The media coverage of Iran is terrible, and seems to be getting worse–see Glenn Greenwald's latest piece on the ABC and NBC nightly newscasts. And today the New York Times (2/15/12) tells readers this about Iran's nuclear program: The new uranium enrichment plant, known as Fordo, has raised Western concerns because it is buried deep underground, making it more impervious to scrutiny. That struck me as odd, since Fordo is, like other Iranian nuclear facilities, regularly inspected by the International Atomic Energy Agency. And the Times seems to know this, since a few paragraphs later, correspondent Rick Gladstone reported: Last […]

Feb
14
2012

Bill O'Reilly Admits He Has 'No Blanking Idea'

Fox News host Bill O'Reilly celebrated the release of the White House budget by demonstrating on last night's program (2/13/12) that there are a lot of things doesn't understand. Or at least pretends not to understand. He started by making the same point many others in the press have seized on: Obama promised to cut the deficit in half in his first term, and he will fall short of that goal. O'Reilly played a clip of his Fox colleague Chris Wallace putting this to White House chief of staff Jack Lew: WALLACE: The president isn't close to keeping his promise […]

Feb
14
2012

ABC and the 'Family Budget' Fallacy

Last year New York Times columnist Paul Krugman (7/8/11) wrote a sharp critique of those who argue that the federal government's budget should be compared to a family. He called it one of the "right's favorite economic fallacies," pointing out: No, the government shouldn't budget the way families do; on the contrary, trying to balance the budget in times of economic distress is a recipe for deepening the slump. He expanded upon it again this year (1/1/12), calling the government-as-family trick "a really bad analogy," and explained how governments don't pay off debts the way a family does–"all they need […]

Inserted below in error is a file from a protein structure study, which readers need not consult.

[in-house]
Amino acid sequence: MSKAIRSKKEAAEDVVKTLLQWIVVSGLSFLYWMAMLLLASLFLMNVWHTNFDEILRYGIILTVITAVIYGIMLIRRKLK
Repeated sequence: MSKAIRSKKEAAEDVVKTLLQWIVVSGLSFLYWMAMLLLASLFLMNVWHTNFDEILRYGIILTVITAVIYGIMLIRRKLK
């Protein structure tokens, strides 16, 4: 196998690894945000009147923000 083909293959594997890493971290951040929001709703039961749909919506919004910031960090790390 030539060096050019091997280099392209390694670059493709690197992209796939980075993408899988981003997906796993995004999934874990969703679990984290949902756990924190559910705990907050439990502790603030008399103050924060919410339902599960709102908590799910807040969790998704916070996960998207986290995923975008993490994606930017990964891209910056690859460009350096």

Feb
13
2012

Do TV Networks 'Practice' for War?

Alexander Cockburn's latest piece at CounterPunch (2/10/12) included this from a tipster: I was visiting ABC News the other day to see a friend who works on graphics. When I went to his room, he showed me all the graphics he was making in anticipation of the Israeli attack on Iran; not just maps, but flight patterns, trajectories and 3-D models of U.S. aircraft carrier fleets. But what was most disturbing–was that ABC, and presumably other networks, have been rehearsing these scenarios for over two weeks, with newscasters and retired generals in front of maps talking about missiles and delivery […]

Feb
13
2012

For NYT, Apple Making Less Profit Is Not Even an Option

In the Times Sunday Review Jesse Kornbluth writes (2/12/12): There are things that do not happen in the real world. Noam Chomsky becoming president. Unflattering photos of Jennifer Aniston. Apple doubling the price of iPhones so its Chinese assemblers can work a 40-hour week. OK, I know he's being cheeky (Chomsky hasn't declared as a presidential candidate yet), but there is still something that should be said about this idea that Apple products simply have to be manufactured in sweatshops. Last week, the Times tech writer David Pogue (2/9/12) made a similarly flawed argument: Bringing workplace standards and pay in […]

Feb
10
2012

The Way to Voters' Hearts Is Proposing What They Don't Want

You often see pundits making suggestions to political candidates like David Brooks makes in his New York Times column today (1/10/12): If Romney is to thrive, he really needs to go on an integrity tour. He needs to show how his outer pronouncements flow directly from his inner core. He needs to trust that voters will take him as he really is…. He needs to stop opportunistically backtracking on his Medicare position, just to please whatever senior group he happens to be in front of. He needs to show that he is willing to pursue at least a few unpopular […]

Feb
10
2012

Professor Gingrich Still Wowing NYT

His campaign might fading, but Newt Gingrich is still wowing the New York Times (2/10/12). Reporter Trip Gabriel writes: Mr. Gingrich is well known as the candidate of big ideas, hatched from a deep knowledge of politics and policy. But he is less recognized for his warehouse of everyday facts, the kind of small-bore knowledge useful in winning bar bets–or in impressing voters and arguing down skeptical reporters. And: Mr. Gingrich appears to have a steel-trap mind and would make a dangerous opponent at Trivial Pursuit. Praising Gingrich's intellect isn't new, but it's a reminder that Gingrich isn't always dazzling […]